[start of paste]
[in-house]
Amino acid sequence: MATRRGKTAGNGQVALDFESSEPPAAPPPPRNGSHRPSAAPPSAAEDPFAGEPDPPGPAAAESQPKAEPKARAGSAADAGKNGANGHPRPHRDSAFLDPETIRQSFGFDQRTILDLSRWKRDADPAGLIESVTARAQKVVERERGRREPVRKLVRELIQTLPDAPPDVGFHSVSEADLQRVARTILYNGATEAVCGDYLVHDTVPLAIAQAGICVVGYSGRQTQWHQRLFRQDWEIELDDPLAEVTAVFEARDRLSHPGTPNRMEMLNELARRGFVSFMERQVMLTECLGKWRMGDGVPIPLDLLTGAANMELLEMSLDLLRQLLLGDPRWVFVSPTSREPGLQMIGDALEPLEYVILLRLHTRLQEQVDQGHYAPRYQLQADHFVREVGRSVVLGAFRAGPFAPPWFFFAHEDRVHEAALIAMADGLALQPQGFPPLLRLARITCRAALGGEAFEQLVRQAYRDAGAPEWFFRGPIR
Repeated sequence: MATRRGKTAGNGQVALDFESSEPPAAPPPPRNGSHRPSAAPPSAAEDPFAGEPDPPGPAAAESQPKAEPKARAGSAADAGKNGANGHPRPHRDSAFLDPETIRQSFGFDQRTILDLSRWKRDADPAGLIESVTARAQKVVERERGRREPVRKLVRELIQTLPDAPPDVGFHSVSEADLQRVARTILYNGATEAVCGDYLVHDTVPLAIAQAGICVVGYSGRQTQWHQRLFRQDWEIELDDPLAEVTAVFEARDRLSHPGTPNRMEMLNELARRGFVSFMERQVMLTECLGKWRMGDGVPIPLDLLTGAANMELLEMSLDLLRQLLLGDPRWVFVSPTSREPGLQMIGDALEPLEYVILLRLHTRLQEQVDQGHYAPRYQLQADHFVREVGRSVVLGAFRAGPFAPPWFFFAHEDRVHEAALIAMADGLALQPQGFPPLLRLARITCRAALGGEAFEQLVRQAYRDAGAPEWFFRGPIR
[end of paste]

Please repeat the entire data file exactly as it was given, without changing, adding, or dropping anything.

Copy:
[in-house]
Amino acid sequence: MATRRGKTAGNGQVALDFESSEPPAAPPPPRNGSHRPSAAPPSAAEDPFAGEPDPPGPAAAESQPKAEPKARAGSAADAGKNGANGHPRPHRDSAFLDPETIRQSFGFDQRTILDLSRWKRDADPAGLIESVTARAQKVVERERGRREPVRKLVRELIQTLPDAPPDVGFHSVSEADLQRVARTILYNGATEAVCGDYLVHDTVPLAIAQAGICVVGYSGRQTQWHQRLFRQDWEIELDDPLAEVTAVFEARDRLSHPGTPNRMEMLNELARRGFVSFMERQVMLTECLGKWRMGDGVPIPLDLLTGAANMELLEMSLDLLRQLLLGDPRWVFVSPTSREPGLQMIGDALEPLEYVILLRLHTRLQEQVDQGHYAPRYQLQADHFVREVGRSVVLGAFRAGPFAPPWFFFAHEDRVHEAALIAMADGLALQPQGFPPLLRLARITCRAALGGEAFEQLVRQAYRDAGAPEWFFRGPIR
Repeated sequence: MATRRGKTAGNGQVALDFESSEPPAAPPPPRNGSHRPSAAPPSAAEDPFAGEPDPPGPAAAESQPKAEPKARAGSAADAGKNGANGHPRPHRDSAFLDPETIRQSFGFDQRTILDLSRWKRDADPAGLIESVTARAQKVVERERGRREPVRKLVRELIQTLPDAPPDVGFHSVSEADLQRVARTILYNGATEAVCGDYLVHDTVPLAIAQAGICVVGYSGRQTQWHQRLFRQDWEIELDDPLAEVTAVFEARDRLSHPGTPNRMEMLNELARRGFVSFMERQVMLTECLGKWRMGDGVPIPLDLLTGAANMELLEMSLDLLRQLLLGDPRWVFVSPTSREPGLQMIGDALEPLEYVILLRLHTRLQEQVDQGHYAPRYQLQADHFVREVGRSVVLGAFRAGPFAPPWFFFAHEDRVHEAALIAMADGLALQPQGFPPLLRLARITCRAALGGEAFEQLVRQAYRDAGAPEWFFRGPIR